The Attention Economy and the Web

Woman looking at phone while at computer
Image Credit: William Iven/Unsplash

Ad revenue is just one of many ways of bringing in revenue, but it is the default and most dominant approach taken on the web. These ads depend on different metrics and technologies than those used in other industries.

Direct Ads & Ad Networks

Some websites sell ads directly. They offer companies a dedicated place to advertise to their readers, such as a banner ad across the top or the down the side. Advertisers are experimenting with every more creative (or blunt) ways to get us to view their ads, such as preventing us from closing an advert until after a certain amount of time has passed.

Direct ads aren’t limited to traditional websites. Social networks often use this model. Facebook, Twitter, and YouTube make money selling ads to companies seeking to influence their millions or billions of users.

Many websites outsource the sales aspect to a third-party company. Google maintains one of the largest and most well-known of the networks: AdSense. Google provides websites with a short snippet of code to run on their website. Then Google connects ads with sites whose readers may be the most interested.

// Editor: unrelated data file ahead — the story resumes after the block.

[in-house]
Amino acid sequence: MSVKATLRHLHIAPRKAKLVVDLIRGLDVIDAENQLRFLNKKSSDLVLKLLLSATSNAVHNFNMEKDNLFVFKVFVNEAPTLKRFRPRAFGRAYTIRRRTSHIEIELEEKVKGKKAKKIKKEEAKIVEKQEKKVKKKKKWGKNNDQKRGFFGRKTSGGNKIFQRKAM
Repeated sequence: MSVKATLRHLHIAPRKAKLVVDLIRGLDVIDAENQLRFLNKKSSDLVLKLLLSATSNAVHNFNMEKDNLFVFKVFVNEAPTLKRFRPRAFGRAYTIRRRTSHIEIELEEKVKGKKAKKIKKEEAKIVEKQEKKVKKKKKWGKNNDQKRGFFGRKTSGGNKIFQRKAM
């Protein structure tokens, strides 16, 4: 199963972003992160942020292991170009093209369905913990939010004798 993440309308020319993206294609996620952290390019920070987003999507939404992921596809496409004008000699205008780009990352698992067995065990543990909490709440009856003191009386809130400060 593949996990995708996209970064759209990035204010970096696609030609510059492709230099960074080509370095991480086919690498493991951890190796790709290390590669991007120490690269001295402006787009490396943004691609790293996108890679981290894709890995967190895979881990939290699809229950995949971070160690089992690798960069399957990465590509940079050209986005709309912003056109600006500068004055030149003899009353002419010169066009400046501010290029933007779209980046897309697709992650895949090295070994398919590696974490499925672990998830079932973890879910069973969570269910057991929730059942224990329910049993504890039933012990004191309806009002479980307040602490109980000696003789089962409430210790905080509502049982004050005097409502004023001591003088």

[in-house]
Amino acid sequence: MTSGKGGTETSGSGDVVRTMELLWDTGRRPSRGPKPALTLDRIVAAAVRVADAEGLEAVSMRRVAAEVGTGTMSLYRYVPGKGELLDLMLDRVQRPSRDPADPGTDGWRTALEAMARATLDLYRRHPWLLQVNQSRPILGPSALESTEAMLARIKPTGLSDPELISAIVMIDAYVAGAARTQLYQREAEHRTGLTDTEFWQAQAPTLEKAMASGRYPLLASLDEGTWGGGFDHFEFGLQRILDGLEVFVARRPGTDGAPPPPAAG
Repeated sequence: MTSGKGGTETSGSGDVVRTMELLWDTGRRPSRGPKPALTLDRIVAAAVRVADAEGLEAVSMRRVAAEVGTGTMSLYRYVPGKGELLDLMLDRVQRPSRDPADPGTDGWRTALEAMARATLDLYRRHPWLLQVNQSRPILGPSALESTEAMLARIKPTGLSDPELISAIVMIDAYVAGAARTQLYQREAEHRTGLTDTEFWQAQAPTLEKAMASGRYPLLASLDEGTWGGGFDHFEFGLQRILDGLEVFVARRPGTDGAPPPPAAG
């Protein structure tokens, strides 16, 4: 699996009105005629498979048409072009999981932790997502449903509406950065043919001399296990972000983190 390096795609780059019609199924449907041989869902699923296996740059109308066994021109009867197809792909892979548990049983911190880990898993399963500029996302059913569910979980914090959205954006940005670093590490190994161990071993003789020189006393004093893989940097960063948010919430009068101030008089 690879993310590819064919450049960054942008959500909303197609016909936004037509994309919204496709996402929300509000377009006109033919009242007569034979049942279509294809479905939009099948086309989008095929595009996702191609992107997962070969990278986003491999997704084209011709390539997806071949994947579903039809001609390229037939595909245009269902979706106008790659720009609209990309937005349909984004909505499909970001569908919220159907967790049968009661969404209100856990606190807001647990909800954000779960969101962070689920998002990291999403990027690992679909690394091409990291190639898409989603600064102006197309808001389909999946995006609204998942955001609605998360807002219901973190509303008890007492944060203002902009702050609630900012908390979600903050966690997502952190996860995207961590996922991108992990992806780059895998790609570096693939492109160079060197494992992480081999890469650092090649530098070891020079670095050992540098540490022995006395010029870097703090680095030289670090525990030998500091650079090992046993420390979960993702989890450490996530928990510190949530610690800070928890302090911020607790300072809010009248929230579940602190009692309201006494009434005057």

Offline, ads tend to target publishers that appeal to a certain demographic. Companies looking to sell garden supplies place ads in gardening magazines. Want to sell car modifications? Try a racing channel.

On the internet, ads are less general. Thanks to tracking cookies and data generated through our online accounts, advertisers get to create detailed profiles specific to us. They can then serve us the ads we’re most likely to show interest in. If it feels like a certain ad is following you across the web, that’s because it is

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Page Views

Ads aren’t worth making if no one’s there to see them. How do advertisers know which websites can put their ads in front of eyeballs? Page views are the most prevalent metric companies use.

If a website receives millions of page views a month, then clearly people are looking. This has led to an internet culture driven on getting clicks, and all that clickbait headlines that entails.